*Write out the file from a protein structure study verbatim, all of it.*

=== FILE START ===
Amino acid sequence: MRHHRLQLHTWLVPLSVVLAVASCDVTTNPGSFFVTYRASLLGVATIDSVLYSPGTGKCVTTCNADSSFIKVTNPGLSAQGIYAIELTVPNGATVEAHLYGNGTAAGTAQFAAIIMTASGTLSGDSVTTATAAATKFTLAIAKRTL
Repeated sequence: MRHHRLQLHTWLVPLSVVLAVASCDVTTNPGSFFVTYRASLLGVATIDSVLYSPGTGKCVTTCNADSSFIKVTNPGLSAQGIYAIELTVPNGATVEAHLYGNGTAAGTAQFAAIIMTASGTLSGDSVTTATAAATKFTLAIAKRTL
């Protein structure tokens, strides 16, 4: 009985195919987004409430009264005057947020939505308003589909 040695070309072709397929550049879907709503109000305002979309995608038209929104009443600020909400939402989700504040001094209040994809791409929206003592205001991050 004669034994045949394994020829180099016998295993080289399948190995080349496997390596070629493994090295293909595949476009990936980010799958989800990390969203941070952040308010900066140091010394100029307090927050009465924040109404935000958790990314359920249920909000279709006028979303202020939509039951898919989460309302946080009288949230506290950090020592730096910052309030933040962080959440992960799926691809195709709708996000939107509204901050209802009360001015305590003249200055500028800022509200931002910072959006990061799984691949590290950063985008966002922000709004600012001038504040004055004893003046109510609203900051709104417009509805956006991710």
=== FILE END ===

Amino acid sequence: MRHHRLQLHTWLVPLSVVLAVASCDVTTNPGSFFVTYRASLLGVATIDSVLYSPGTGKCVTTCNADSSFIKVTNPGLSAQGIYAIELTVPNGATVEAHLYGNGTAAGTAQFAAIIMTASGTLSGDSVTTATAAATKFTLAIAKRTL
Repeated sequence: MRHHRLQLHTWLVPLSVVLAVASCDVTTNPGSFFVTYRASLLGVATIDSVLYSPGTGKCVTTCNADSSFIKVTNPGLSAQGIYAIELTVPNGATVEAHLYGNGTAAGTAQFAAIIMTASGTLSGDSVTTATAAATKFTLAIAKRTL
């Protein structure tokens, strides 16, 4: 009985195919987004409430009264005057947020939505308003589909 040695070309072709397929550049879907709503109000305002979309995608038209929104009443600020909400939402989700504040001094209040994809791409929206003592205001991050 004669034994045949394994020829180099016998295993080289399948190995080349496997390596070629493994090295293909595949476009990936980010799958989800990390969203941070952040308010900066140091010394100029307090927050009465924040109404935000958790990314359920249920909000279709006028979303202020939509039951898919989460309302946080009288949230506290950090020592730096910052309030933040962080959440992960799926691809195709709708996000939107509204901050209802009360001015305590003249200055500028800022509200931002910072959006990061799984691949590290950063985008966002922000709004600012001038504040004055004893003046109510609203900051709104417009509805956006991710």